Aedes aegypti transmits zika virus

Zika Virus: 5 Things You Should Know

One of the biggest health scares of 2016 is the Zika virus. Previously found in other countries, cases are beginning to pop up across the United States.

To keep you and your family safe, here’s five simple things you need to know about the virus:

1. Zika Virus Is Transmitted By Mosquitoes.

The most common way people are infected by the virus is by being bitten by a mosquito that has previously bitten an infected person.

Mosquito bites are annoying, and usually harmless. However, you should never go outdoors without protection with the confidence that you can stand a few nibbles. There are many mosquito-borne illnesses, including malaria, West Nile Virus, and Yellow fever. Why risk it?

Wearing long-sleeved shirts and long pants, even in hot weather, can shield your skin from mosquito bites. You’ll also want to use a repellent. Cedar oil spray can be applied directly to the skin, clothing and pets. Make sure to get all exposed areas of your skin, including your face, neck, and behind your ears. If you’ll be using sunblock, apply it before using the insect spray.

2. Most People With Zika Virus… Don’t Know It.

With the hype surrounding the virus, you might be surprised to learn that many people who contract it do not actually show symptoms. Those that do may experience a fever, rash, red eyes and joint pain for just a few days. There’s currently no vaccination or treatment for Zika – doctors typically tell their patients to manage symptoms with over-the-counter aspirin.

Since so few people affected actually see a doctor, it’s not uncommon for the virus to go unnoticed. That’s not necessarily a good thing. If people do not realize they have it, they will not take steps to prevent others from being affected.

A small percentage aren’t so lucky. Zika virus can result in serious complications, such as acute disseminated encephalomyelitis (ADEM) – which causes inflammation of the brain and spinal cord, and Guillain-Barré syndrome, an autoimmune condition that attacks nerve cells. These patients suffer short and long term symptoms including numbness, loss of vision and cognitive difficulties.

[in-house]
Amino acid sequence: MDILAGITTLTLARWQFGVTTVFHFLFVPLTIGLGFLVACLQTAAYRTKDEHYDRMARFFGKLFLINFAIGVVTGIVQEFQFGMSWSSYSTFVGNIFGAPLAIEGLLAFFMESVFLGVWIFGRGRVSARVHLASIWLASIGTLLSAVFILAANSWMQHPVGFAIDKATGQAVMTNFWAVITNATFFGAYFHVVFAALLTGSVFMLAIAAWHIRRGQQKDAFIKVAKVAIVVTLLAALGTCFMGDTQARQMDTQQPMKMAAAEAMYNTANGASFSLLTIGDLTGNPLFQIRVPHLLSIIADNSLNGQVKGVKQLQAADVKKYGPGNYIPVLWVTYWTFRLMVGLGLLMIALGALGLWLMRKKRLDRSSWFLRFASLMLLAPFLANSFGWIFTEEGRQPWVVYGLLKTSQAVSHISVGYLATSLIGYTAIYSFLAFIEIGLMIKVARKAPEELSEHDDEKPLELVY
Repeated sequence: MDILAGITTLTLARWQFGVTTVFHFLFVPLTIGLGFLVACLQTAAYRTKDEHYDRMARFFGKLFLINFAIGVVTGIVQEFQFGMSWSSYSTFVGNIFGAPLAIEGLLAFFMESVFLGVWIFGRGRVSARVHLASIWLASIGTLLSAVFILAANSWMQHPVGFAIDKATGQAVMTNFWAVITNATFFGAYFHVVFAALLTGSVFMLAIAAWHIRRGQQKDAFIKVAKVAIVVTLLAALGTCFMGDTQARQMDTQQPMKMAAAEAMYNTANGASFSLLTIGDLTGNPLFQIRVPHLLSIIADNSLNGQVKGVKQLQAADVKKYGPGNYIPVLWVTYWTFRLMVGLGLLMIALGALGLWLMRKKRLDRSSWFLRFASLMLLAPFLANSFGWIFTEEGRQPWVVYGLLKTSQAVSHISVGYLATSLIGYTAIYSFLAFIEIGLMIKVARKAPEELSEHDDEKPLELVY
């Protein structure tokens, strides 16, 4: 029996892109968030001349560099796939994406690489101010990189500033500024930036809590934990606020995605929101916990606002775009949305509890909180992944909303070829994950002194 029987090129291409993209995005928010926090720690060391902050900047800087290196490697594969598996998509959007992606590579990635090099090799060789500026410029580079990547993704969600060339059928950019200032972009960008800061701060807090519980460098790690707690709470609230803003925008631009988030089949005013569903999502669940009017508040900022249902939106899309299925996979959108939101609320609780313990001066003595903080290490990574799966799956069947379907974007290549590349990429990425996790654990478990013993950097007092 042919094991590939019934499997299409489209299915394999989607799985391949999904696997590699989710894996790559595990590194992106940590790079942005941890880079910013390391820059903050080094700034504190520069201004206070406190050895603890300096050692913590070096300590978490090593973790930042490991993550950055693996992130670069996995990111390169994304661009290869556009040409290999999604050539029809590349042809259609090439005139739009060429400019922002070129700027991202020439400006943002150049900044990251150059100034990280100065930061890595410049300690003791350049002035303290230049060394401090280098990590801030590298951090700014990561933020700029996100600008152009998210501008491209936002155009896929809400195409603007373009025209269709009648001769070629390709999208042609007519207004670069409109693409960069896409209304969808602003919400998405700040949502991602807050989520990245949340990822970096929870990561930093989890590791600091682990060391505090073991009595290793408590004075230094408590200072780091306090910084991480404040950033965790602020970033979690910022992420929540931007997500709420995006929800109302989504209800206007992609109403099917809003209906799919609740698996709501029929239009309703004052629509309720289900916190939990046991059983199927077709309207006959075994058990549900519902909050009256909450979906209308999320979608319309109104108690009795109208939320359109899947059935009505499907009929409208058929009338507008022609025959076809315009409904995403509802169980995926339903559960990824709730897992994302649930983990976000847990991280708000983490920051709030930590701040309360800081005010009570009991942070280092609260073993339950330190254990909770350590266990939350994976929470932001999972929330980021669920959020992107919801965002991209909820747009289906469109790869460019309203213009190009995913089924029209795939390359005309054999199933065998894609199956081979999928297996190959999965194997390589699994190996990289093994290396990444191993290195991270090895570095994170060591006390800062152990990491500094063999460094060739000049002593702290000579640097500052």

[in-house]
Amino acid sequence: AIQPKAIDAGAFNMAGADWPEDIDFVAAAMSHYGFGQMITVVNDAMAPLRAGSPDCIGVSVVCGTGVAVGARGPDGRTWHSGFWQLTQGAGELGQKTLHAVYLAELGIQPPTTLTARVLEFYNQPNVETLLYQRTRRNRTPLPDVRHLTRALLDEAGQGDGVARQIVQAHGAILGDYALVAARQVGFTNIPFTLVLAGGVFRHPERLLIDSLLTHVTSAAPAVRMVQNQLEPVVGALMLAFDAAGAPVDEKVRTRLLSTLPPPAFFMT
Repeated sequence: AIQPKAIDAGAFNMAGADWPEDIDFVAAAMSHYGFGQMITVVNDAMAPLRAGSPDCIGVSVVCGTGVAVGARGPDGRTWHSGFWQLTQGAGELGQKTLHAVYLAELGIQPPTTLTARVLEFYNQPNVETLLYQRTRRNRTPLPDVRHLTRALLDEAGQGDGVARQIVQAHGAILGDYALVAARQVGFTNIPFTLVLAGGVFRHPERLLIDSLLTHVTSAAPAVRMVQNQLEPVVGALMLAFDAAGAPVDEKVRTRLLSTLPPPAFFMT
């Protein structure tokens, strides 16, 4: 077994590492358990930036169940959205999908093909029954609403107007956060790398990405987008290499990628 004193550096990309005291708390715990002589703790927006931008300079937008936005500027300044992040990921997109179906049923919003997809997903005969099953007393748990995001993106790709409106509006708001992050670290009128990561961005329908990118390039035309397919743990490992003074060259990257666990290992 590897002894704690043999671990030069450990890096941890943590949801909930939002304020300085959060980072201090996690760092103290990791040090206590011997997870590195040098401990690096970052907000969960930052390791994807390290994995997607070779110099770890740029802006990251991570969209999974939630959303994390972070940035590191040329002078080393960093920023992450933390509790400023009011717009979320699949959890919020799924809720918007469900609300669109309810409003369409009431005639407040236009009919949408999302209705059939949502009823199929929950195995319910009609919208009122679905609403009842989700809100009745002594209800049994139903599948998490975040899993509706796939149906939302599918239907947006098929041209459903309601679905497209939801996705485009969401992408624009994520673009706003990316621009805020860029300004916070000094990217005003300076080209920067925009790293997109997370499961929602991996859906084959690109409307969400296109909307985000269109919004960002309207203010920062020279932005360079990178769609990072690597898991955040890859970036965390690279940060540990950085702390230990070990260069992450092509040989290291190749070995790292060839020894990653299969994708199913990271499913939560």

3. Travelling Puts You At Risk.

While hundreds of Zika cases have been reported in the continental United States, most of them involve travel to affected countries. In Florida, however, some patients were infected despite not having traveled – instead having been infected by a local mosquito.

Zika united states

Zika virus cases are found in most of the United States, but a majority of states’ cases are travel-related, with the exception of cases in Florida. Courtesy of CDC.gov.

Be very careful when travelling to affected countries. The virus is widespread in many countries in North, Central and South America, as well as some parts of Africa and South East Asia.

Map of countries affected by the Zika virus, courtesy of ecdc.europa.eu.
Map of countries affected by the Zika virus, courtesy of ecdc.europa.eu.

4. Pregnant Women Should Be Extra Careful.

baby
A Brazilian baby with microcephaly, a condition that causes the child to have a small head due to irregular brain development.

Women who are pregnant or may become pregnant need to be extremely careful. The Zika virus is known to cause miscarriages, stillbirths, microcephaly and other fatal birth defects if transmitted from mother to baby.

5. Not All Mosquitoes Carry It.

Fortunately, only certain types of mosquitoes can carry the virus, Aedes aegypti. This type of mosquito exists in most of the United States, though the Southern states are considered a “high risk zone,” with higher concentrations of the species.

Even so, other types of mosquitoes can carry other diseases. Your best bet is to avoid getting bitten, regardless of where you live.

Avoid standing pools of water, cover up exposed skin, and use bug spray to treat your family, your pets and your home and garden. Stay safe!

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